Those students started a petition that also recommends the reduction of cream used in dishes, because “black American food doesn’t have much cream in it,” according to the Review.
The Nevada-based Universal Society of Hinduism joined the food fight last week after students discovered that the traditional Indian dish, tandoori, contained beef. “Consuming beef was considered sacrilegious among Hindus,” blasted society president Rajan Zed, the Chronical-Telegram reported.
Michele Gross, Oberlin’s director of dining services, said in a statement on Monday that “in our efforts to provide a vibrant menu, we recently fell short in the execution of several dishes in a manner that was culturally insensitive.”
She added: “We have met with students to discuss their concerns and hope to continue this dialogue.”
General Tso’s chicken, of course, is not actually Chinese, but an Americanized version of a similar Hunan dish, gaining its moniker after a Taiwanese chef tweaked it specifically for American palates in the 1970s. Oberlin students, perhaps nostalgic for an authentic cuisine that never was, are protesting on… well I really don’t know.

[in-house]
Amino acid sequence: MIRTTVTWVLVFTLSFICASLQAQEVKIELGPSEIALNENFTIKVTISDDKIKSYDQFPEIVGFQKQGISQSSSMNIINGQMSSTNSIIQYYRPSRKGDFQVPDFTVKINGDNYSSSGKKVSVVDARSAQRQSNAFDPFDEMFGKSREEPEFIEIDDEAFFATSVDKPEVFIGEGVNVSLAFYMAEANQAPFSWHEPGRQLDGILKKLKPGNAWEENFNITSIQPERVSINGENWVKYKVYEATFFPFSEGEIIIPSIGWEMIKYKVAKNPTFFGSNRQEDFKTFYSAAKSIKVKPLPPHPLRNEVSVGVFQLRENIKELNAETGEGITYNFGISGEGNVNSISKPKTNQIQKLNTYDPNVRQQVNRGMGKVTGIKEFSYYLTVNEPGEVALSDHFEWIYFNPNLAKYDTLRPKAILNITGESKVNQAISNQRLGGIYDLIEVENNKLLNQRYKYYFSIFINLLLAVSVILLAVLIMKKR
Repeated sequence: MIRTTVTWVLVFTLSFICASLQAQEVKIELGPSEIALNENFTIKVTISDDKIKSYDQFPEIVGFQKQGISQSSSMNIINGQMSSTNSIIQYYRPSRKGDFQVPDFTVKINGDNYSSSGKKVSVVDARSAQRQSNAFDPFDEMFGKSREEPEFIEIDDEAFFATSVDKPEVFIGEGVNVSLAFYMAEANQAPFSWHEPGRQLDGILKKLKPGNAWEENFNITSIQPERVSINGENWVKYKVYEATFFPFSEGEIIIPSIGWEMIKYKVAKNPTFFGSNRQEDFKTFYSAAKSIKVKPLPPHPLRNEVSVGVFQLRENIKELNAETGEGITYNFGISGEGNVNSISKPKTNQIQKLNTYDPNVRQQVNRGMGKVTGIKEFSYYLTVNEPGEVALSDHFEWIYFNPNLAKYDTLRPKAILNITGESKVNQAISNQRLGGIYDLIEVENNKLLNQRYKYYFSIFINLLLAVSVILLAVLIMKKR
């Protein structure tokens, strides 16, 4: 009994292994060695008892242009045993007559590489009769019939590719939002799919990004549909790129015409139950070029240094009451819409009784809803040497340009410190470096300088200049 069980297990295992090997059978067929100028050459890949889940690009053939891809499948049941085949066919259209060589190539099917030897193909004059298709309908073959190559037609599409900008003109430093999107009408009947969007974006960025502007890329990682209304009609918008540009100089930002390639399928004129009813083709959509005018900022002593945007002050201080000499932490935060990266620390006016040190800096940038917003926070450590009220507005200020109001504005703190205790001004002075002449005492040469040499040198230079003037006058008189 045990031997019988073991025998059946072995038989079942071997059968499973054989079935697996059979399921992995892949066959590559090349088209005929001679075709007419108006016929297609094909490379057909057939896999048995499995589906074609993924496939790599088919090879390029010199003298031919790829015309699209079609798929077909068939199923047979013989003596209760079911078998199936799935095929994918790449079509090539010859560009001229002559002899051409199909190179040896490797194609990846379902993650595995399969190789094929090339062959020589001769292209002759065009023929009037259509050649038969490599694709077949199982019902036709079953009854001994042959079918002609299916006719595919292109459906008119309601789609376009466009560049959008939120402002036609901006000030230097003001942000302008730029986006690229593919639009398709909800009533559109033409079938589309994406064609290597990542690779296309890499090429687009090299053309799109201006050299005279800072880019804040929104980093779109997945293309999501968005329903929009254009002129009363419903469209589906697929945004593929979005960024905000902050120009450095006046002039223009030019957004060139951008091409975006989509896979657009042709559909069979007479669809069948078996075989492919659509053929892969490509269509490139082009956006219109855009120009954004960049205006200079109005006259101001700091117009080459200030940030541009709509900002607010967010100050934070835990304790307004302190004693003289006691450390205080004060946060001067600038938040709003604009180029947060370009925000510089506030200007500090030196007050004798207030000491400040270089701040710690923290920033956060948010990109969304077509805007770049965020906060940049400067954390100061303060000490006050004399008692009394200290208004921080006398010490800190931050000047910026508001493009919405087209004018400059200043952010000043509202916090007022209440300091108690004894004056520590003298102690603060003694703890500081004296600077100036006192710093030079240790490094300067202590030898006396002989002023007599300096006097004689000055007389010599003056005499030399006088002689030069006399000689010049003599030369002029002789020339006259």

Stay tuned as Wargo retools the college’s concession to the dolt-heads, giving up control of the Oberlin asylum to the inmates.
Oberlin’s tuition by the way for this school year is $66,258 of which only $978 is allowed for personal expenses. Anyone who thinks a student going to this college will spend only a hundred bucks a month on “personal expenses” is crazy. But that word seems to apply to all things Oberlin.
Like at the U of Missouri a few year ago, how many families of the students in the Black Student Union are ponying up full tuition? Not many’s my bet. How many are only paying half tuition? Not many’s my bet. How many are getting a complete free ride? Most I’d think. And how many appreciate that? Obviously none.
Bottom line? I don't think much of the age old wisdom of college students, not that I think that much of them at all.
Here's a thought... Don't destroy. Lean how to build.
Until then keep your hands off Robert E. Lee.